Erica Wagner at The New Statesman:
Revising One Sentence” is the title of one of the essays in Lydia Davis’s masterful, lucid collection. No single piece could capture the essence of this extraordinary writer, but a new reader might wish to start here. This is the sentence in question, in its final version: “She walks around the house balancing on the balls of her feet, sometimes whistling and singing, sometimes talking to herself, sometimes stopping dead in a fencing position.” Nothing to see here, you might think. But think again.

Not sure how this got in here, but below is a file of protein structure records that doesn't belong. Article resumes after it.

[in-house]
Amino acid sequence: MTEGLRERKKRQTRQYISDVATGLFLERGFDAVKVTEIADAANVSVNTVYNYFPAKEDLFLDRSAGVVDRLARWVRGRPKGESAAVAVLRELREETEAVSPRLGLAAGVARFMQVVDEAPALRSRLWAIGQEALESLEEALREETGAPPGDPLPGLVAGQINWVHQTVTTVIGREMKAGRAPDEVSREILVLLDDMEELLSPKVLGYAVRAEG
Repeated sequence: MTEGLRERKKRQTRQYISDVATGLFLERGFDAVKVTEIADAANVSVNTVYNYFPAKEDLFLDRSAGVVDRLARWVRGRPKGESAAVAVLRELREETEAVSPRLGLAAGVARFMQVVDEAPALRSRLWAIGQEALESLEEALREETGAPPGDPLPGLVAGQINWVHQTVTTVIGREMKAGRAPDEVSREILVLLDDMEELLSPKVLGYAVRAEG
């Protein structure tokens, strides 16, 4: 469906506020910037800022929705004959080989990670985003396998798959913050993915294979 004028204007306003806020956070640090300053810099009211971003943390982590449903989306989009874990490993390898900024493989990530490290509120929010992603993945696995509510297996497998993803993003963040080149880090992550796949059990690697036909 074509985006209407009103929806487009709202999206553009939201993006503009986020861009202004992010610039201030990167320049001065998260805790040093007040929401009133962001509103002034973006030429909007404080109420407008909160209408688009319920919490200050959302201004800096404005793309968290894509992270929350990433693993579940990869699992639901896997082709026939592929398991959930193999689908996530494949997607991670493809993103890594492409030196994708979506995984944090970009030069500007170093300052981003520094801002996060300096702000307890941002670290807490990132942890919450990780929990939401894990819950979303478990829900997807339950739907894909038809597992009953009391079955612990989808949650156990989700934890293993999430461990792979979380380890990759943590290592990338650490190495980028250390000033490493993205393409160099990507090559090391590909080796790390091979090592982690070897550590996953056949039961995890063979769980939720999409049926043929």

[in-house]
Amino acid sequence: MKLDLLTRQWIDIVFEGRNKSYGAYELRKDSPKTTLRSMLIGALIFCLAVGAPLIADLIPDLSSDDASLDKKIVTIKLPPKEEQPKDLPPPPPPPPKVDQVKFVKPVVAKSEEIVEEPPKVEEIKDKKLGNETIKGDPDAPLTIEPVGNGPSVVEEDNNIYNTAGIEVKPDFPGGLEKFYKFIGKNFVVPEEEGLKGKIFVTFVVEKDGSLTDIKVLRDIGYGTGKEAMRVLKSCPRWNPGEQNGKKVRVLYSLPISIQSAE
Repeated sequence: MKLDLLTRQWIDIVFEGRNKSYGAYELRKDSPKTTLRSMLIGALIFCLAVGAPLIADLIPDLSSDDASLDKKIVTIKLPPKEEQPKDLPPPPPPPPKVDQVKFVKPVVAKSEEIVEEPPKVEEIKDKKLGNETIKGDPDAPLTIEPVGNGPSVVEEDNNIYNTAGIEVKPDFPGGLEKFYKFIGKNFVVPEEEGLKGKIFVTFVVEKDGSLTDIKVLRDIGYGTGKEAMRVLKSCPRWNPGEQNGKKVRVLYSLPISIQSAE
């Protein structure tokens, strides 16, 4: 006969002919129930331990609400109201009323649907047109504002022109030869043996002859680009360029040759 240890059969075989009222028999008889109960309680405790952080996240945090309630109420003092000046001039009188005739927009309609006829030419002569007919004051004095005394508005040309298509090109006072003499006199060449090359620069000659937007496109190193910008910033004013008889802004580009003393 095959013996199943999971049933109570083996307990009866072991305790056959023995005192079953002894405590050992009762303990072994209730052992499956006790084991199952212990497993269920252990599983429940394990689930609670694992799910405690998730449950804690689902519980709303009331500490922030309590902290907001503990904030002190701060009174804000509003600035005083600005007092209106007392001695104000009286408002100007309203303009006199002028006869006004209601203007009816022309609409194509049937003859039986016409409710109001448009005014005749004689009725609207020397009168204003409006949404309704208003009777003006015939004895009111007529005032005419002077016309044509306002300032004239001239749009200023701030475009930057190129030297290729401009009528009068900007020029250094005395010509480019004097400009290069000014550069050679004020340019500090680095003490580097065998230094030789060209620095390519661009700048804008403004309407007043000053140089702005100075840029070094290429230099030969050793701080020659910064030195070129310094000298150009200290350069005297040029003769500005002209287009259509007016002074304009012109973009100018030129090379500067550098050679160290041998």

The essay, a compact eight pages, distils Davis’s practice as she considers the choices she makes. We learn of the notebook she keeps beside her “official” work, a place for her thoughts about herself and the world to be set down freely. Everything she writes begins in this notebook, a habit that makes her “not afraid”, because there is no pressure, at the outset, to turn her work into a story. (How honest is that “not afraid”! So much truer than “bold” or “brave”.)